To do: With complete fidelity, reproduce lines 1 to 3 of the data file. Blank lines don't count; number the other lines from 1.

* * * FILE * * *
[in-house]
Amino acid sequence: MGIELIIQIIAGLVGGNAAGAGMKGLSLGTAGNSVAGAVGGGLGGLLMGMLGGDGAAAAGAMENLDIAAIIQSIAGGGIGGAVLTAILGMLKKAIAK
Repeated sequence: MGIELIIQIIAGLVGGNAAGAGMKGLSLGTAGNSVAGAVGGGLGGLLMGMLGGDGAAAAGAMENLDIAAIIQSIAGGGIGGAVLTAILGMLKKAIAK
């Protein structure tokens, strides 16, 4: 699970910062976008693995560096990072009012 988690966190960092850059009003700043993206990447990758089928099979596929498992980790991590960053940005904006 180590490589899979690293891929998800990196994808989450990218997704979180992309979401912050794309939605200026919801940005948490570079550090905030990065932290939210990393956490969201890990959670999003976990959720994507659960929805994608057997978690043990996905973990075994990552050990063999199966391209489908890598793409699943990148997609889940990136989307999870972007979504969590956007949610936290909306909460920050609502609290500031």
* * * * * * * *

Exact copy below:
[in-house]
Amino acid sequence: MGIELIIQIIAGLVGGNAAGAGMKGLSLGTAGNSVAGAVGGGLGGLLMGMLGGDGAAAAGAMENLDIAAIIQSIAGGGIGGAVLTAILGMLKKAIAK
Repeated sequence: MGIELIIQIIAGLVGGNAAGAGMKGLSLGTAGNSVAGAVGGGLGGLLMGMLGGDGAAAAGAMENLDIAAIIQSIAGGGIGGAVLTAILGMLKKAIAK